10 Tips for exchanging currency after Demonetization - How to deal with Demonetization | Motilal Oswal
10 Tips for exchanging currency after Demonetization - How to deal with Demonetization | Motilal Oswal

10 Things to keep in mind While exchanging currency

After the demonetization move by the Modi government, people were rattled by the long queues outside the banks and post offices for currency exchange. The Indian population was first given the option of exchange of old Rs 500 and Rs 1000 notes for the new currency, but as per the notification issued on the 25th of November, the exchange of old currency was stopped.

The Indians who still have the old Rs 500 and Rs 1000 notes can get them deposited in their bank account or the post office saving accounts or exchange them for new currency at the offices of the Central Bank. Though this announcement provided a little relief to the panic stuck citizens, one could still find snaking queues out these banks.

If you are one of those who still have the old currency, you can follow these tips that can help you retain your composure and to make the process hassle-free:
 

Plan Ahead
The old currency notes of Rs 500 and Rs 1000 can now only be exchanged at the offices of the Central banks. Get to know the timings of the bank and make sure you reach there ahead of time to avoid long queues.

Be Cautious
One has to submit their valid ID proof during the currency exchange and one can avoid any misuse by mentioning the reason for submission. This can be a precautionary step to ensure that your identity proof is not misused by anyone.

Carry a Valid Identity Proof
A valid identity proof is required for the exchange of the old currency. You can carry your ID in the form of Aadhar card, PAN card, driving license, passport or any other valid ID card that has been issued by the government of India.

Fill the Requisition Slip
One also has to fill up a requisition slip, which has a format specified by the RBI. Make sure you enter the correct details and along with the identification number of the Id proof you are submitting.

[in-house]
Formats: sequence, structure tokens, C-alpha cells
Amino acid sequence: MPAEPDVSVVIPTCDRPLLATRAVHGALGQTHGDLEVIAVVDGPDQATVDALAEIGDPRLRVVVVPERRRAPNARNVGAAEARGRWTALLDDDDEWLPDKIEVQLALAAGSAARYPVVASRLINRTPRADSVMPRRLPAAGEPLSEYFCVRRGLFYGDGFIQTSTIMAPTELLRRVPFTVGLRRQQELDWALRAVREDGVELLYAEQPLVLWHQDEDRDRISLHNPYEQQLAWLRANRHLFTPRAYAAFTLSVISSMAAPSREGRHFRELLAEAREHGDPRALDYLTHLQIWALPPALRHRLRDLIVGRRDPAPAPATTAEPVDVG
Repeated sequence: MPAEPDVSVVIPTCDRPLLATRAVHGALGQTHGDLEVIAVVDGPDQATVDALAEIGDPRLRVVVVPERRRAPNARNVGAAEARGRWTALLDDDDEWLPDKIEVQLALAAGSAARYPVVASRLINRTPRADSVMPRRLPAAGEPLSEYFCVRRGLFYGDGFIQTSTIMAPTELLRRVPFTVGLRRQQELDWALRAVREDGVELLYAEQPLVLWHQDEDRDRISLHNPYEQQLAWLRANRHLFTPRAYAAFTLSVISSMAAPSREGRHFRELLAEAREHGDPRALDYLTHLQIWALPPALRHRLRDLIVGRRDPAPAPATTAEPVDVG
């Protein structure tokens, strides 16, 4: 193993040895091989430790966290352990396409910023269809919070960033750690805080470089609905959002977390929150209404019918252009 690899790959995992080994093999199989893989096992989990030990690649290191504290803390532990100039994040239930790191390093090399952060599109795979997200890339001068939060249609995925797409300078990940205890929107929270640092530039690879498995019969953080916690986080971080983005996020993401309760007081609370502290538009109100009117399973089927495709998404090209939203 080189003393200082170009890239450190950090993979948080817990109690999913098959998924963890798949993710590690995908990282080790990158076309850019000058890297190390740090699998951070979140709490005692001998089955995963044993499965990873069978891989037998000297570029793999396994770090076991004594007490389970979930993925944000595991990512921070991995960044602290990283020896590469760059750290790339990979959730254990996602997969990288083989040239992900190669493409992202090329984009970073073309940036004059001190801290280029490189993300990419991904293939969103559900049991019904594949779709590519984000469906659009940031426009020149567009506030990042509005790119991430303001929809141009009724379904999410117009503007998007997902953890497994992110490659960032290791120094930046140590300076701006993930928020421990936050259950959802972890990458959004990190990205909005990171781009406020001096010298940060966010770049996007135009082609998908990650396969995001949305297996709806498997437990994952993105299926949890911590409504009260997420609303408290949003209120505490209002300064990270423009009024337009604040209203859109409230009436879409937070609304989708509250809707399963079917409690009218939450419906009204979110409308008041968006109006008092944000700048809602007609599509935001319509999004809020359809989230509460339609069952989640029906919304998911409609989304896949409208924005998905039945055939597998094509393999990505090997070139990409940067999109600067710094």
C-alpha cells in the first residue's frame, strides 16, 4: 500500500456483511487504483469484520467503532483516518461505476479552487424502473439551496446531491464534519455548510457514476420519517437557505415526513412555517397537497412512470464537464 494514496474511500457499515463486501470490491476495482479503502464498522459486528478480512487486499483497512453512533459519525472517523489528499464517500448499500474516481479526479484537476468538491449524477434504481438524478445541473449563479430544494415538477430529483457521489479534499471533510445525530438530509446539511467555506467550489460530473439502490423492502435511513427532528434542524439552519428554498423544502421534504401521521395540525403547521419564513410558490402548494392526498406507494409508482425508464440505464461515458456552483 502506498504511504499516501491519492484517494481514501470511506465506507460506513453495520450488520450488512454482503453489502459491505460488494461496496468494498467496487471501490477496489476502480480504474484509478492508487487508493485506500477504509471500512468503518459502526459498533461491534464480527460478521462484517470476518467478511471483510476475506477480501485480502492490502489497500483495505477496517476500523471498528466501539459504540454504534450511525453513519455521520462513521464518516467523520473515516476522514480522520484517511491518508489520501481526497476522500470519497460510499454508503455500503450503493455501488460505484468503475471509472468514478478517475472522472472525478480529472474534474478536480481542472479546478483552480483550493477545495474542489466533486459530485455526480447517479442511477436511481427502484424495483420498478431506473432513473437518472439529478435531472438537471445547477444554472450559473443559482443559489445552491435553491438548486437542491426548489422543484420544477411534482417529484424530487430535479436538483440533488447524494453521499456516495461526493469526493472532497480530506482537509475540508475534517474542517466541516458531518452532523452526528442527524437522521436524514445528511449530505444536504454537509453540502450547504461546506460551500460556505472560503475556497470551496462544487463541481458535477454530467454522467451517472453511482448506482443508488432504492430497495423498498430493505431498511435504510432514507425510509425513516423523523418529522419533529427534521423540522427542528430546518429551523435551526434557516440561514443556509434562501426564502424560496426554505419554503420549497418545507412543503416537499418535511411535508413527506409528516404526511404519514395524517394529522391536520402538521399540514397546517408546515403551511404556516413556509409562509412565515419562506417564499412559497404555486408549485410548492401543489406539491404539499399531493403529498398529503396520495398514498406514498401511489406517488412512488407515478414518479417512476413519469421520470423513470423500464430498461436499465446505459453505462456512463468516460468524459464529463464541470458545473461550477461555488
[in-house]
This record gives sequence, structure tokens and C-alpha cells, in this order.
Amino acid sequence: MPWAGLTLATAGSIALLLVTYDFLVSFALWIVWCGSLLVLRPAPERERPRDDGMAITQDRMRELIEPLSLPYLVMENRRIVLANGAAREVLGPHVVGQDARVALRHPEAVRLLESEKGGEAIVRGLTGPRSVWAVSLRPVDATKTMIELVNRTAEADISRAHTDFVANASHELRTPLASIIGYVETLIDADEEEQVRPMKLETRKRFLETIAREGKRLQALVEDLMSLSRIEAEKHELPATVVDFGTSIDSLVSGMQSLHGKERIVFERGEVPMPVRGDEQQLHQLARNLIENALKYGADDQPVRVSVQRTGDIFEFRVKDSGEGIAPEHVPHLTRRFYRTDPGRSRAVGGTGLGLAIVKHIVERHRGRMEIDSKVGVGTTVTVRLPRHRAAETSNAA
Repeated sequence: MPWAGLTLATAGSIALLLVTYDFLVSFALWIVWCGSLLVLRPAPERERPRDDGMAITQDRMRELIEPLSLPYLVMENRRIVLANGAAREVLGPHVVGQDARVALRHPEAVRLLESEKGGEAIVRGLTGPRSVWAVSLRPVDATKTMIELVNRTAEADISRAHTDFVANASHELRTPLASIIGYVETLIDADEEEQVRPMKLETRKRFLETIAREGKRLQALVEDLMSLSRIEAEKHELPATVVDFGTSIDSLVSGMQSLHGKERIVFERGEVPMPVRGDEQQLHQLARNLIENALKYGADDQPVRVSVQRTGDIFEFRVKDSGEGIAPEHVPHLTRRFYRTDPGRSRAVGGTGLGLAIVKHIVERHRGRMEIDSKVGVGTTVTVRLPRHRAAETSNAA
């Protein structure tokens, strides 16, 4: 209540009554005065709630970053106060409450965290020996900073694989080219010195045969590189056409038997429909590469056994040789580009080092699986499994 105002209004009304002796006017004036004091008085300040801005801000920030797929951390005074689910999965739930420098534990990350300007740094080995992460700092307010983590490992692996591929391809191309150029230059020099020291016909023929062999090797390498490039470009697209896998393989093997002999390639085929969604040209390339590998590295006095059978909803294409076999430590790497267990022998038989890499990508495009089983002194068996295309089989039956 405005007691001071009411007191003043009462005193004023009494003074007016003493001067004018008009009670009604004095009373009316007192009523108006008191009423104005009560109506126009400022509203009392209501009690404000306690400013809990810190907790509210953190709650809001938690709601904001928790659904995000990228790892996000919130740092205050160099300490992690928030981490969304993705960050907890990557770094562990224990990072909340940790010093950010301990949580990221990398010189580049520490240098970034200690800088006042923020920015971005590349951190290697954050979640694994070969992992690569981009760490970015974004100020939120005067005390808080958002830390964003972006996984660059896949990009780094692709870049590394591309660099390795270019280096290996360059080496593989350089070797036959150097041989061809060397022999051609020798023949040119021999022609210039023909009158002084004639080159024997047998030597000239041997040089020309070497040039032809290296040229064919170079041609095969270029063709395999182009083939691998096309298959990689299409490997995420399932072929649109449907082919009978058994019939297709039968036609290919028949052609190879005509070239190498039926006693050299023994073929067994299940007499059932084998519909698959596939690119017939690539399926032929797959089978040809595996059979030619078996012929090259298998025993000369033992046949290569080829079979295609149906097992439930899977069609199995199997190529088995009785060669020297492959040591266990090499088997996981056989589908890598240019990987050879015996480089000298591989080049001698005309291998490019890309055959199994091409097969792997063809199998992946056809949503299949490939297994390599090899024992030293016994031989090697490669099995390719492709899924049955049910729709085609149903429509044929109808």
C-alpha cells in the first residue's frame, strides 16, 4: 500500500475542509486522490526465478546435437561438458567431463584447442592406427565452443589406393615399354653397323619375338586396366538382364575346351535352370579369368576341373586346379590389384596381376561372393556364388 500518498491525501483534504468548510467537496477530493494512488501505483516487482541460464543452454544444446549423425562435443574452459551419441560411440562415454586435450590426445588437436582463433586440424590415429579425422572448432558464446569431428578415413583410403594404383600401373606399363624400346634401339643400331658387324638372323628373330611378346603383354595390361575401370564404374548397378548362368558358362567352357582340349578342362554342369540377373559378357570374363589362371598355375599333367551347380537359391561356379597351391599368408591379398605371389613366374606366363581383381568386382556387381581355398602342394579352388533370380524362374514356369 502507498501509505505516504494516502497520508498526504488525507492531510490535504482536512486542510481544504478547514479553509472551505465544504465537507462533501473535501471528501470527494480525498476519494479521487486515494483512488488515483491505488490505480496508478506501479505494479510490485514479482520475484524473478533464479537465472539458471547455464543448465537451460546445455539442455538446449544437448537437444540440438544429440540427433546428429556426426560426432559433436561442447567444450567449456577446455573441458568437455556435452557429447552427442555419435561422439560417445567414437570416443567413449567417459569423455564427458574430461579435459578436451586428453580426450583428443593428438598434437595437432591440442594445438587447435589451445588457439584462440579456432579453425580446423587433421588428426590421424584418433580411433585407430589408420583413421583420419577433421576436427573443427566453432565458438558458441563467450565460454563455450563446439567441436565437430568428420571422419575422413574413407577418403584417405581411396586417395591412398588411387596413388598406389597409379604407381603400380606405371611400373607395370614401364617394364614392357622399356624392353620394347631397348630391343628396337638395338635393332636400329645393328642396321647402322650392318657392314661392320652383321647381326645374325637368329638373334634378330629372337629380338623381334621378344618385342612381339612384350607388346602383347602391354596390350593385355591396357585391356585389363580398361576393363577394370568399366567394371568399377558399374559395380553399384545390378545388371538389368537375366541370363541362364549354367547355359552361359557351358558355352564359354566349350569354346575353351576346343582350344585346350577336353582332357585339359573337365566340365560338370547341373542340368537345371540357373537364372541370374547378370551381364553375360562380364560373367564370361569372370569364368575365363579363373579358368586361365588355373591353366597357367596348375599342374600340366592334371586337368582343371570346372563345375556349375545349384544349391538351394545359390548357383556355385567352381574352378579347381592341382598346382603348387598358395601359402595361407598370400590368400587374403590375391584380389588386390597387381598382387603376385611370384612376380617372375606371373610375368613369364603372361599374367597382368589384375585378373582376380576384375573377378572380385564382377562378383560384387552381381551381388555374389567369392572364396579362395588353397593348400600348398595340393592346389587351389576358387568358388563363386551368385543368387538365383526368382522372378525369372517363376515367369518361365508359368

Prefer a Bank Deposit instead of Exchange
People can also deposit their old notes in their bank accounts till the 30th of December without revealing the source of income. People can also deposit the money after December 30th by revealing the income source.

As per the last announcement made by the government, the old Rs. 500 currency can still be used for paying the tuition fees at government schools or use for crediting their mobile balances. People can also use these for buying prescription drugs and also for booking of train tickets till the 15th of December 2016. This move to stop the exchange of currency in banks and post offices has hit the rural areas in India hard as our country still has many places where there are no banks for several kilometers and some villages where the banks operate just once a week.

With the stop on the exchange of old currency in regular banks and with the withdrawal limit reduced and the ATMs still not functioning, the people of India are still struggling hard to meet their monthly expenses with no change in hand. The government has also asked the banks to provide the needed cash for pensioners and at the military outposts so that they can meet the immediate needs of the armed personnel. The government is also planning to bring in an amendment to the IT Act where there can be taxes that can be more than 45% and the people who would disclose their black money at once will be charged with penalty.

Where can one still use the old 500 notes?

To pay the school fees of up to Rs. 2000 per child in central and state government, local body and municipality schools.

To pay fees in state and central government colleges.

To clear the arrears for current and water bills.

Apart from the above mentioned, people can withdraw Rs. 24, 000 per week from their bank accounts  and also the limit on digital transactions using e-wallets like Paytm has been increased to Rs. 20,000 per month.

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